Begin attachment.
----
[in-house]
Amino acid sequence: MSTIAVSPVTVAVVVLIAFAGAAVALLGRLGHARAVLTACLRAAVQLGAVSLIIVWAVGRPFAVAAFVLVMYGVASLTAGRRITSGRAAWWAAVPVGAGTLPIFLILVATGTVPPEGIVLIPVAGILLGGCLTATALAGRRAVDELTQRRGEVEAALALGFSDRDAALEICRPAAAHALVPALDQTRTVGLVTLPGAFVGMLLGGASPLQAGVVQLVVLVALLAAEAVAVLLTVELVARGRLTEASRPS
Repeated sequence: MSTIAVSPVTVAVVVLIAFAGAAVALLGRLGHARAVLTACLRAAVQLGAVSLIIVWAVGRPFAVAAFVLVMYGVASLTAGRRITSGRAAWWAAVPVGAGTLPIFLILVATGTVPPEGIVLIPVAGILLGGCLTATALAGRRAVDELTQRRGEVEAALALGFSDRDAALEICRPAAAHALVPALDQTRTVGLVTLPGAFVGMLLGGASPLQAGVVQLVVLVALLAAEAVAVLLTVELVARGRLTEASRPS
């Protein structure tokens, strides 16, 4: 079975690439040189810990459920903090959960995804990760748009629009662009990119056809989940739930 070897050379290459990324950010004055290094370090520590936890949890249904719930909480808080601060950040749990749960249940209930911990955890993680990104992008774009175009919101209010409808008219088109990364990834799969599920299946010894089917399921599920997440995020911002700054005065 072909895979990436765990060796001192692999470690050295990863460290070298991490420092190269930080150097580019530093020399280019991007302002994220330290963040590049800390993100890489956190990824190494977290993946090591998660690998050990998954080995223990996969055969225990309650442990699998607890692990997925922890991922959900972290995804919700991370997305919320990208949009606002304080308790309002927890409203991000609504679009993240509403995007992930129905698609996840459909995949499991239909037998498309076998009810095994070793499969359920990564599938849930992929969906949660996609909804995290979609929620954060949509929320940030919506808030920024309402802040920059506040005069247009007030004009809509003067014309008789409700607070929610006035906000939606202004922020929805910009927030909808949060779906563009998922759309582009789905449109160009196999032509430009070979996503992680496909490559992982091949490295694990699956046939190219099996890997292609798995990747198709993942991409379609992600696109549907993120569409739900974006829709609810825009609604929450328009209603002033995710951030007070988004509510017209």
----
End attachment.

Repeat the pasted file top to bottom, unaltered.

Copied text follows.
[in-house]
Amino acid sequence: MSTIAVSPVTVAVVVLIAFAGAAVALLGRLGHARAVLTACLRAAVQLGAVSLIIVWAVGRPFAVAAFVLVMYGVASLTAGRRITSGRAAWWAAVPVGAGTLPIFLILVATGTVPPEGIVLIPVAGILLGGCLTATALAGRRAVDELTQRRGEVEAALALGFSDRDAALEICRPAAAHALVPALDQTRTVGLVTLPGAFVGMLLGGASPLQAGVVQLVVLVALLAAEAVAVLLTVELVARGRLTEASRPS
Repeated sequence: MSTIAVSPVTVAVVVLIAFAGAAVALLGRLGHARAVLTACLRAAVQLGAVSLIIVWAVGRPFAVAAFVLVMYGVASLTAGRRITSGRAAWWAAVPVGAGTLPIFLILVATGTVPPEGIVLIPVAGILLGGCLTATALAGRRAVDELTQRRGEVEAALALGFSDRDAALEICRPAAAHALVPALDQTRTVGLVTLPGAFVGMLLGGASPLQAGVVQLVVLVALLAAEAVAVLLTVELVARGRLTEASRPS
């Protein structure tokens, strides 16, 4: 079975690439040189810990459920903090959960995804990760748009629009662009990119056809989940739930 070897050379290459990324950010004055290094370090520590936890949890249904719930909480808080601060950040749990749960249940209930911990955890993680990104992008774009175009919101209010409808008219088109990364990834799969599920299946010894089917399921599920997440995020911002700054005065 072909895979990436765990060796001192692999470690050295990863460290070298991490420092190269930080150097580019530093020399280019991007302002994220330290963040590049800390993100890489956190990824190494977290993946090591998660690998050990998954080995223990996969055969225990309650442990699998607890692990997925922890991922959900972290995804919700991370997305919320990208949009606002304080308790309002927890409203991000609504679009993240509403995007992930129905698609996840459909995949499991239909037998498309076998009810095994070793499969359920990564599938849930992929969906949660996609909804995290979609929620954060949509929320940030919506808030920024309402802040920059506040005069247009007030004009809509003067014309008789409700607070929610006035906000939606202004922020929805910009927030909808949060779906563009998922759309582009789905449109160009196999032509430009070979996503992680496909490559992982091949490295694990699956046939190219099996890997292609798995990747198709993942991409379609992600696109549907993120569409739900974006829709609810825009609604929450328009209603002033995710951030007070988004509510017209």